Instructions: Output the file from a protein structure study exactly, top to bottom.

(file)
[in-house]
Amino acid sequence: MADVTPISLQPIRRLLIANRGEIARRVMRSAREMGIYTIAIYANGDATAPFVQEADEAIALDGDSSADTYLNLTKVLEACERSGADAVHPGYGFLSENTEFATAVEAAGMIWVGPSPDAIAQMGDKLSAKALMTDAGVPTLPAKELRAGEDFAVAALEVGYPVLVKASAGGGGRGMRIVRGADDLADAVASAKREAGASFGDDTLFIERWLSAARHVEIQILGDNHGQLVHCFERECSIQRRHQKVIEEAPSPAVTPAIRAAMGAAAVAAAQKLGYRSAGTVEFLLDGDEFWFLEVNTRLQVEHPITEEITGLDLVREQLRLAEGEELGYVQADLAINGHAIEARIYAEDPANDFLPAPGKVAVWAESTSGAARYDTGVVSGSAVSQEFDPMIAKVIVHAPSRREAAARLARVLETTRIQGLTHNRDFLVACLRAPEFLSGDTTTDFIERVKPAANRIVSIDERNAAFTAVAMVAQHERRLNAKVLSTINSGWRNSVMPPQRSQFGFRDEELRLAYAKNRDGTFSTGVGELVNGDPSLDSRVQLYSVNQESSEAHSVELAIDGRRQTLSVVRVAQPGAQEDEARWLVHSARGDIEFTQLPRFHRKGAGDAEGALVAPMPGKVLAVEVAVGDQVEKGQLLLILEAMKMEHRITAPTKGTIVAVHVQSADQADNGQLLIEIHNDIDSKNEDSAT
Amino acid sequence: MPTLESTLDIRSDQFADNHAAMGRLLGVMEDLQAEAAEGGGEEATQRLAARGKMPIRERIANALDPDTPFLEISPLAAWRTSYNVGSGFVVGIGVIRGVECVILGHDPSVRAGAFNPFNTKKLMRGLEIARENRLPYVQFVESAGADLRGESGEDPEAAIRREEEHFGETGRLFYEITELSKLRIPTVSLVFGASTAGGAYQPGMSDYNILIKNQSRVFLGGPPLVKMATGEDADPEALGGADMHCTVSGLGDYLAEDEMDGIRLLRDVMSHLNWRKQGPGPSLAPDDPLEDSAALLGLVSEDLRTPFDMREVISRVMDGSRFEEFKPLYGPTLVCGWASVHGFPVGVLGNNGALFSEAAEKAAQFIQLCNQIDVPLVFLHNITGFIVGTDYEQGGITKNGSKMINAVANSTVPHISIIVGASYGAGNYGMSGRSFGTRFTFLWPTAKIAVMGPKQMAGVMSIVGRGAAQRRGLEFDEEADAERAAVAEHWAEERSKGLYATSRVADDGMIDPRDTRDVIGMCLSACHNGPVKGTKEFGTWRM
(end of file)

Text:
[in-house]
Amino acid sequence: MADVTPISLQPIRRLLIANRGEIARRVMRSAREMGIYTIAIYANGDATAPFVQEADEAIALDGDSSADTYLNLTKVLEACERSGADAVHPGYGFLSENTEFATAVEAAGMIWVGPSPDAIAQMGDKLSAKALMTDAGVPTLPAKELRAGEDFAVAALEVGYPVLVKASAGGGGRGMRIVRGADDLADAVASAKREAGASFGDDTLFIERWLSAARHVEIQILGDNHGQLVHCFERECSIQRRHQKVIEEAPSPAVTPAIRAAMGAAAVAAAQKLGYRSAGTVEFLLDGDEFWFLEVNTRLQVEHPITEEITGLDLVREQLRLAEGEELGYVQADLAINGHAIEARIYAEDPANDFLPAPGKVAVWAESTSGAARYDTGVVSGSAVSQEFDPMIAKVIVHAPSRREAAARLARVLETTRIQGLTHNRDFLVACLRAPEFLSGDTTTDFIERVKPAANRIVSIDERNAAFTAVAMVAQHERRLNAKVLSTINSGWRNSVMPPQRSQFGFRDEELRLAYAKNRDGTFSTGVGELVNGDPSLDSRVQLYSVNQESSEAHSVELAIDGRRQTLSVVRVAQPGAQEDEARWLVHSARGDIEFTQLPRFHRKGAGDAEGALVAPMPGKVLAVEVAVGDQVEKGQLLLILEAMKMEHRITAPTKGTIVAVHVQSADQADNGQLLIEIHNDIDSKNEDSAT
Amino acid sequence: MPTLESTLDIRSDQFADNHAAMGRLLGVMEDLQAEAAEGGGEEATQRLAARGKMPIRERIANALDPDTPFLEISPLAAWRTSYNVGSGFVVGIGVIRGVECVILGHDPSVRAGAFNPFNTKKLMRGLEIARENRLPYVQFVESAGADLRGESGEDPEAAIRREEEHFGETGRLFYEITELSKLRIPTVSLVFGASTAGGAYQPGMSDYNILIKNQSRVFLGGPPLVKMATGEDADPEALGGADMHCTVSGLGDYLAEDEMDGIRLLRDVMSHLNWRKQGPGPSLAPDDPLEDSAALLGLVSEDLRTPFDMREVISRVMDGSRFEEFKPLYGPTLVCGWASVHGFPVGVLGNNGALFSEAAEKAAQFIQLCNQIDVPLVFLHNITGFIVGTDYEQGGITKNGSKMINAVANSTVPHISIIVGASYGAGNYGMSGRSFGTRFTFLWPTAKIAVMGPKQMAGVMSIVGRGAAQRRGLEFDEEADAERAAVAEHWAEERSKGLYATSRVADDGMIDPRDTRDVIGMCLSACHNGPVKGTKEFGTWRM